The changing structure of economic activities in Africa has two distinct forms that defines the nature of the challenge.

First, is that people are moving away from low-productivity agriculture, and are moving into equally low-productivity self-employment or informal micro-enterprises. This may be because higher-productivity factory jobs are scarce due to many country-specific problems like infrastructure and the general policy environment.

Secondly, opportunities to move into higher-productivity services have become limited – and technology is fingered as the culprit.

  • For example, it is relative easier for farmers moving into cities to become proficient in labour-intensive factory work like leather-making. It is not so easy for the same pool of workers to become proficient in computer programming or even interacting with Uber the app as a driver. The threat of new technology to employment is real, but it is important not to deploy fear-mongering or succumb to despair.

Technology is the most important factor in the enrichment of humans. The first phase of the industrial revolution was powered by the invention of the steam engine.

The application of this invention in all forms of machinery not only transformed production, but also revolutionized transportation and rapidly expanded trade. Likewise was the invention of mass production techniques (the assembly line), which enabled firms to vastly scale their production by lowering costs and expand their markets through price competition.

The third phase of the industrial revolution brought computers and other communication technologies which have had transformative effects by modularizing production.

Many experts believe that the new phase we are will see most industrial production automated and that will have an adverse effect burgeoning manufacturing destinations in Africa.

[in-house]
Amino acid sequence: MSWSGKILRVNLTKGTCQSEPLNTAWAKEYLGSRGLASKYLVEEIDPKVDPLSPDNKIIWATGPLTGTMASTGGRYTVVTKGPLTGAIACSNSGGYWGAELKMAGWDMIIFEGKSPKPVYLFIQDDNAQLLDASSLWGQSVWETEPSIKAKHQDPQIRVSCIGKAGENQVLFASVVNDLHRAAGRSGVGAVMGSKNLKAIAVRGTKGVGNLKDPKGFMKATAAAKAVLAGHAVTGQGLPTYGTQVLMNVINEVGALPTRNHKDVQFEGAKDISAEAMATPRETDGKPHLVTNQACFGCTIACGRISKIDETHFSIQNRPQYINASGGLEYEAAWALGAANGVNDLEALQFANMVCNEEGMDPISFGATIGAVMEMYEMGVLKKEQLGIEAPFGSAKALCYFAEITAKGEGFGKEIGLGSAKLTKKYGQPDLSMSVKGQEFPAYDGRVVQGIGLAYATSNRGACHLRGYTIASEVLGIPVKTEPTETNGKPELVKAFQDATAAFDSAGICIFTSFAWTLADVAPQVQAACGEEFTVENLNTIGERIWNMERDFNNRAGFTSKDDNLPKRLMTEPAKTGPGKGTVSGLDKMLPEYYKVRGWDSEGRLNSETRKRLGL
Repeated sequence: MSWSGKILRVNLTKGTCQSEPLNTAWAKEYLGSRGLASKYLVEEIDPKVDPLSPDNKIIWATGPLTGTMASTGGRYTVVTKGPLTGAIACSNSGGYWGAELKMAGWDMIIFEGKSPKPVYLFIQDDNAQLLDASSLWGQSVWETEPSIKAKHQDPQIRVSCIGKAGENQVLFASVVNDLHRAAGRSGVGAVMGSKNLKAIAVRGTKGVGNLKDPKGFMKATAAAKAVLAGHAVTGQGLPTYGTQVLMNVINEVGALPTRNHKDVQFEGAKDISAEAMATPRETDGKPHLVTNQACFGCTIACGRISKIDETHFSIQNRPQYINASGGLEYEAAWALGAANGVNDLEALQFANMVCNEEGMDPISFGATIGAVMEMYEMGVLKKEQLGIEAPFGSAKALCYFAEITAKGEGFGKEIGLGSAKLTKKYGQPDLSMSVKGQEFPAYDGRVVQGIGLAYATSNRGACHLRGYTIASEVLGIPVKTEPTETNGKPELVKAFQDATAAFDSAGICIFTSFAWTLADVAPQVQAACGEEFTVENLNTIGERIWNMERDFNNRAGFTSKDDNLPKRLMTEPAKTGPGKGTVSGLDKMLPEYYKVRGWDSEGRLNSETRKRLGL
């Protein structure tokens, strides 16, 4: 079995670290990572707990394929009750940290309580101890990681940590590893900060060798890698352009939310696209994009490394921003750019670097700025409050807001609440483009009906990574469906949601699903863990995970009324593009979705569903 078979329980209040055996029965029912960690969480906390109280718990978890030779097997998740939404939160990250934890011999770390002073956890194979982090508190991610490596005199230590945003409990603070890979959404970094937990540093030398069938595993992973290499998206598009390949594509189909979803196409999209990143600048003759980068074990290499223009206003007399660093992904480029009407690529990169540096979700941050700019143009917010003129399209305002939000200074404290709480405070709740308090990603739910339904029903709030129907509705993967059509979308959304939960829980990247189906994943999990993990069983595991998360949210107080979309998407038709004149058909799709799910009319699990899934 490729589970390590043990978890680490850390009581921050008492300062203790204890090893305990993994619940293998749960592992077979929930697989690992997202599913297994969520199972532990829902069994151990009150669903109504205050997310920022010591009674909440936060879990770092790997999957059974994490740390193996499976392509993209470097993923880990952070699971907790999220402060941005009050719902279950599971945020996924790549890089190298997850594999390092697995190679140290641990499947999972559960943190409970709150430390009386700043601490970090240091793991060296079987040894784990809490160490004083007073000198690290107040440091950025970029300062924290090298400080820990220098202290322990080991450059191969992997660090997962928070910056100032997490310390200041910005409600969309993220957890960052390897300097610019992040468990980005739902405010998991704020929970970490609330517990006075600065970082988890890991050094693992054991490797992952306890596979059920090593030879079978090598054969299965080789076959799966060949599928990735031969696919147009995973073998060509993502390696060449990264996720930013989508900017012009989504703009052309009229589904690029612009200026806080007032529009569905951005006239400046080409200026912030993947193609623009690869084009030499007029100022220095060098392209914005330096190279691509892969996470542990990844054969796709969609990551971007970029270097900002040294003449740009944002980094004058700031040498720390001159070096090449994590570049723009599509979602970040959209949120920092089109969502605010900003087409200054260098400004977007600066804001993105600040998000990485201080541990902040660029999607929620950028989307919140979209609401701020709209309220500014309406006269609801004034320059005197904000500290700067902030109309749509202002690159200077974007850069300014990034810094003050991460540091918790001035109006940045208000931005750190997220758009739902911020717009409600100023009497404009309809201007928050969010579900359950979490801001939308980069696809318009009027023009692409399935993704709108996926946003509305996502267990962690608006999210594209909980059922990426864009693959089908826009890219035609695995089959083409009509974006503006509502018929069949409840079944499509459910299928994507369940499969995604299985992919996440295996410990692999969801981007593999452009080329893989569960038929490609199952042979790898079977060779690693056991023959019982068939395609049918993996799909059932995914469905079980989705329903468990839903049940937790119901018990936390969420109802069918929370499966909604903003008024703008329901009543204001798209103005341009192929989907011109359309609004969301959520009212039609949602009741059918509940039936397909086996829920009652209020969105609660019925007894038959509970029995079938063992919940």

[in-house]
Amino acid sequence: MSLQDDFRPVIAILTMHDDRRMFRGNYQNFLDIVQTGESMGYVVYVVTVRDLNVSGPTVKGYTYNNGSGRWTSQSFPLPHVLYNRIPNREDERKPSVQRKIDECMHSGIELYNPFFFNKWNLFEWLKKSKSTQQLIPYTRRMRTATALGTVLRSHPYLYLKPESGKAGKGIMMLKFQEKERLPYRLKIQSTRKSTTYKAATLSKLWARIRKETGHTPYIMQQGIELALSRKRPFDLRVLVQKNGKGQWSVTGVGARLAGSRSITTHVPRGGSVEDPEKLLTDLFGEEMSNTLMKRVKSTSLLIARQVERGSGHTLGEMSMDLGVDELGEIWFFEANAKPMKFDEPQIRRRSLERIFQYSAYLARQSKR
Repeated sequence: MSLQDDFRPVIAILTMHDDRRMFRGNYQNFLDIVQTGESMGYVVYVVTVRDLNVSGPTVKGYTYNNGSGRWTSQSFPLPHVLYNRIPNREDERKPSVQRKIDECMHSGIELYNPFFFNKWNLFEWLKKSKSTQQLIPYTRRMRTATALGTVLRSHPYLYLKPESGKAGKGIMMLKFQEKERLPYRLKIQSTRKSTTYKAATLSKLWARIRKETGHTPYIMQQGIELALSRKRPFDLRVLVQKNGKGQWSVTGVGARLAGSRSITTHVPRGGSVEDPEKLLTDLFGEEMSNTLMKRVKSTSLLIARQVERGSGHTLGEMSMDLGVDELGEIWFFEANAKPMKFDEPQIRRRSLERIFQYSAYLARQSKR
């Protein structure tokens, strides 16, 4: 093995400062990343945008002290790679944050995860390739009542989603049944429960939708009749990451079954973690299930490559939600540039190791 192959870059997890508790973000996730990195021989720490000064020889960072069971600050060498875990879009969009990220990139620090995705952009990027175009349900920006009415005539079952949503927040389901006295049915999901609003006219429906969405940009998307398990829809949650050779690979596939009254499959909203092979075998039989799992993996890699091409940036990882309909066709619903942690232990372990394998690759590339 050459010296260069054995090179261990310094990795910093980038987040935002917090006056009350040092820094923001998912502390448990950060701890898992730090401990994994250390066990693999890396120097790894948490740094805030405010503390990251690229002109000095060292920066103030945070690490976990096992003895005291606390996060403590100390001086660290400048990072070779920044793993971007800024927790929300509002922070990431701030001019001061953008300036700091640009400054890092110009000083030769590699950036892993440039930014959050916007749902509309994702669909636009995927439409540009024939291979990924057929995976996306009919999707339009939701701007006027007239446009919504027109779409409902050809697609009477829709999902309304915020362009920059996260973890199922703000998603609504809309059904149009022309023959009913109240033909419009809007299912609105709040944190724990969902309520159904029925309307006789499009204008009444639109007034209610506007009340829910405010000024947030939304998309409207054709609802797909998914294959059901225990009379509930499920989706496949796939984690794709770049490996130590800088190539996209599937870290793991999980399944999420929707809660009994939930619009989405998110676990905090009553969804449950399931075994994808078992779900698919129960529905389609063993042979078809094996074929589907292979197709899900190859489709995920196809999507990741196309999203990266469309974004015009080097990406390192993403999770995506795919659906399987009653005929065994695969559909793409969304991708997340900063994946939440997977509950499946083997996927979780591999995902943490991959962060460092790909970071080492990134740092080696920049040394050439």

The historical pattern is that new technologies with present vastly more opportunities, and there is no convincing evidence that will change.

The challenge is that African economies face some headwinds to better exploit those opportunities for growth and prosperity. A few things will need to be put right before Africa can have its moment.

I will examine few of the proposals and the constraints present therein.

The most obvious proposition is for Africa to reboot manufacturing. Some economists believe that organized manufacturing exhibit features of unconditional convergence – that is, you do not need everything to go right before manufacturing can deliver income growth.

You just need to remove some binding constraints.

I think there is some merit to this proposal though I am skeptical about its long-run credibility.

Reforms can be incremental and do not have to come wholesale. But they also need to be credible for a long period.

  • Policies like special economic zones, currency devaluations and general export promotion can be adopted to provide boosts for an industrial base.

There is some evidence that specific targeting of sectors or products is ineffective due high instability of export specialization. That is why these interventions need to be market-based, competitive and fit into a broader long-term reform plan.

While low-skill labour-intensive manufacturing is a natural entry point for developing countries to industrialize, it does not have to be destiny when conditions are not fit for it.

Technology has enabled the construction of global value chains and countries can plug into different modules depending on their factor endowments and comparative advantage.

  • Ethiopia is starting with low-skill manufacturing like textile and garment factories
  • Rwanda has chosen to enter at a more higher-skill level in the manufacture of smartphones.

Both approaches are interesting natural experiments and the outcomes should be keenly observed.

Finally, there is a case to be made for a services-led growth path. High costs of wages and capital already present serious frictions to a return to large-scale manufacturing – and there is some evidence that Africans prefer self-employment to factory work in some contexts.

For services to be a “growth escalator” however, the productivity and skill gap between African and global firms will have to close significantly. Sources of productivity growth like good management practices, will have to be unlocked by firms.

Fundamentally, the accumulation of knowledge and human capital will have to become priority.